The other thing I have to wonder is how many Conservatives stayed home as the parachuted candidate from Washington continuously stepped on land mines and proved she had been away from London too long to be effective.
| ||08 09 24
|Well in response to Jack Yellin, I don't really know which conservative councilor you are referring too. Based on the last municipal election, former Alliance candidate Nancy Branscombe's win in ward 6, which is part of LNC, should be good news for the Conservatives. Especially considering it wasn't in the more Conservative north part of the riding. |
Still, this is a fairly Liberal riding and the Conservatives will probably need to be close to or in majority territory to take it.
| ||08 09 23
|Pearson's values are much more in line with this riding's make up and interests. And frankly, more in line with what many Londoners care about which includes the environment, health care, caring, a mixed economy and helping others. Keep in mind in the last by election, Elizabeth May and Pearson combined received over 50% of the votes and the Conservative candidate, the former Mayor was an also ran. City council elections are a different kettle of fish (pun intended to Gone Fishin'). When was the last time any city council running for re-election lost? Oh yeah, the last one was one of the more conservative ones in the area. |
| ||08 09 22
|Jack Yellin, I appreciate your comment about the candidate for the conservative not living in the riding, and that he has only won two city council elections.|
To point one. He is not exactly a parachute candidate. While he may not live in the riding he is still a Londoner and that is close enough for a lot of people.
Glenn Pearson for the record (and in print) says he will be voting for Sue Barnes in London West so I guess that would make not one but TWO candidates who don't live in the EDA.
To the second point. Have you had a look at the left leaning council we have? NDP and Liberal candidates throughout the chambers and they do not look highly on conservatives. They dump on Van Meerbergen and yet he has been elected twice.
I am making the point that he is electable. So by the same standard does the Liberal standard bearer has not won a heck of a lot has he?
| ||08 09 20
|Gone Fishing, the Tory candidate does not even live in the riding and was elected to council for only the second time in 2006. Pearson will win.|
| ||08 09 16
|Glenn Pearson can pick a winner, he hopped on the Paul Martin bandwagon in 2006 and was beaten in London Fanshawe.|
He ran in a byelection in this riding and rode a waive of anti Harper support irritated by a parachute candidate. Haskett had not lived in London let alone Canada for years and is a Christian radical.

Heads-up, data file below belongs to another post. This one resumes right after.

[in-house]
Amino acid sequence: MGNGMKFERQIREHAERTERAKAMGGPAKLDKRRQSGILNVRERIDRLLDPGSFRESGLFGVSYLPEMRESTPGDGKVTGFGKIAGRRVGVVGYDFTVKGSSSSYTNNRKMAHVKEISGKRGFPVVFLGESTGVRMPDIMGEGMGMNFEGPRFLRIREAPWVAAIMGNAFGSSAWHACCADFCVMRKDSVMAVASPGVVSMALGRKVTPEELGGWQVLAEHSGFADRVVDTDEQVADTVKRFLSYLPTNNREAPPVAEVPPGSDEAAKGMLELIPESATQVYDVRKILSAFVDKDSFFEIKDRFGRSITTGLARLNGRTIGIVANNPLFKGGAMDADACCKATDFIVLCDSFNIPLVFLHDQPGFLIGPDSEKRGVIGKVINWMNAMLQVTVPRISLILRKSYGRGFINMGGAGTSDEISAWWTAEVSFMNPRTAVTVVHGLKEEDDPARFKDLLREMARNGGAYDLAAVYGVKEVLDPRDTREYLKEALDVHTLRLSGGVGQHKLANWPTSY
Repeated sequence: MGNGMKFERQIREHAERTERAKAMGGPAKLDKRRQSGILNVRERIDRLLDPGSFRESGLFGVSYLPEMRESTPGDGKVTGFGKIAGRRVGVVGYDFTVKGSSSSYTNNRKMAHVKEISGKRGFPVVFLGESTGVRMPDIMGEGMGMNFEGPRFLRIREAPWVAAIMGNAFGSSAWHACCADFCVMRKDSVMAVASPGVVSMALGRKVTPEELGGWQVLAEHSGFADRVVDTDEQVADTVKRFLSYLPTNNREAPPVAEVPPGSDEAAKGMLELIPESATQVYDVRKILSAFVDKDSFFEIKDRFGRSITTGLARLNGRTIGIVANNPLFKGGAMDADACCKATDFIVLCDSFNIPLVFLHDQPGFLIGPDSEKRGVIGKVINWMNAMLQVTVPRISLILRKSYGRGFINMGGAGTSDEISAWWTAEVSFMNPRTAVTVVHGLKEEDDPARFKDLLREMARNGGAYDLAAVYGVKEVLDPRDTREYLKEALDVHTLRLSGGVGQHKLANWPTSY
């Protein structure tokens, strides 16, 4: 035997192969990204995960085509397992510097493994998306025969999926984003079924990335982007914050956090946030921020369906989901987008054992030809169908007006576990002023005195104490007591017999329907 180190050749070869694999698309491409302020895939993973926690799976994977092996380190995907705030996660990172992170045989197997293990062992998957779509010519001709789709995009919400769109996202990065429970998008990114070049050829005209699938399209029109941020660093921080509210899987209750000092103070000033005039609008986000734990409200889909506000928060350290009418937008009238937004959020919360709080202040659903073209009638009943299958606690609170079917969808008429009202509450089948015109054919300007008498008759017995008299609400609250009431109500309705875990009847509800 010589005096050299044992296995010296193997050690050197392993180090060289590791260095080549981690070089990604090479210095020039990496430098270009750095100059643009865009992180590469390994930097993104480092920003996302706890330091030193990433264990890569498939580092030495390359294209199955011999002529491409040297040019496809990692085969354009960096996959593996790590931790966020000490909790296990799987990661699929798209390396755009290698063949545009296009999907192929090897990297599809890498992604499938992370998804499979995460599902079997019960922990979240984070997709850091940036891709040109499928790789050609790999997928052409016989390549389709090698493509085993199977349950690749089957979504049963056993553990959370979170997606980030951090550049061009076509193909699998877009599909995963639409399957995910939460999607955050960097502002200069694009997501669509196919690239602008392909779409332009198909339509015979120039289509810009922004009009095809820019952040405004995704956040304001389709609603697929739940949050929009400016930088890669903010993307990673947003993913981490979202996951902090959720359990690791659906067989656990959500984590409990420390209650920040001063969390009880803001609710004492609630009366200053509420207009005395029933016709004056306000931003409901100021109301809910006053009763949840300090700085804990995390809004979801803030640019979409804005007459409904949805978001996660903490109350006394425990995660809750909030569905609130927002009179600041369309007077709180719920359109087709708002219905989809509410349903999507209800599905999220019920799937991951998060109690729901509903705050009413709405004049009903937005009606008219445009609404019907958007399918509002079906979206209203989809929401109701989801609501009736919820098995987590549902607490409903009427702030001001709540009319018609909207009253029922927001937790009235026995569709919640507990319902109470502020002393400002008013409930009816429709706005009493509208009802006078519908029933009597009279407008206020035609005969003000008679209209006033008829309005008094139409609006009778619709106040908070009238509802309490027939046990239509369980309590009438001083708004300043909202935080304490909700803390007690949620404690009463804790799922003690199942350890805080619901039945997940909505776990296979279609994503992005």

He very early on threw his support to Dion in the leadership campaign and even found time to introduce a CONSERVATIVE candidate when he announced his candidacy in a neighbouring riding.
I think Glenn is a wonderful person from the two occasions I have met him but I don't think he is a politician and I can see him capitulating to get back to his family before this is all over.
I am not saying he is going to drop out but I am saying he will loose the fire.
Paul Van Meerbergen is a strong candidate. Though not liked at city hall which leans left he continues to get elected to council. I am not touting him as a cabinet minister but London North Centre voters will warm to him having a voice in governing caucus just as the did Joe Fontana.
| ||08 09 13
|If memory serves me right, this is a riding that was gerrymandered by the Liberals a few elections back to drop off a heavy NDP concentration at the south end.|
I have plenty of family and friends in London, a good number who worked for Elizabeth May and the Greens in the by-election after years of NDP support. A good number are unhappy May did not choose to run here in the main election, what with her strong by-election second, the team in place and the signs. They felt the Greens had a very good shot at legitimately winning their first seat in an election. They feel jilted and don't agree with the May-dion sweetheart deal. Those folk are back with the NDP or Liberals. Pearson is a very decent guy with a good social justice, international poverty profile both professinally and personally with the kids he and his wife have adopted. I suspect he can keep the seat although the first week of the campaign with the Harper majority story and where Harper has gone in non conservative seats means this will be a riding they too will target.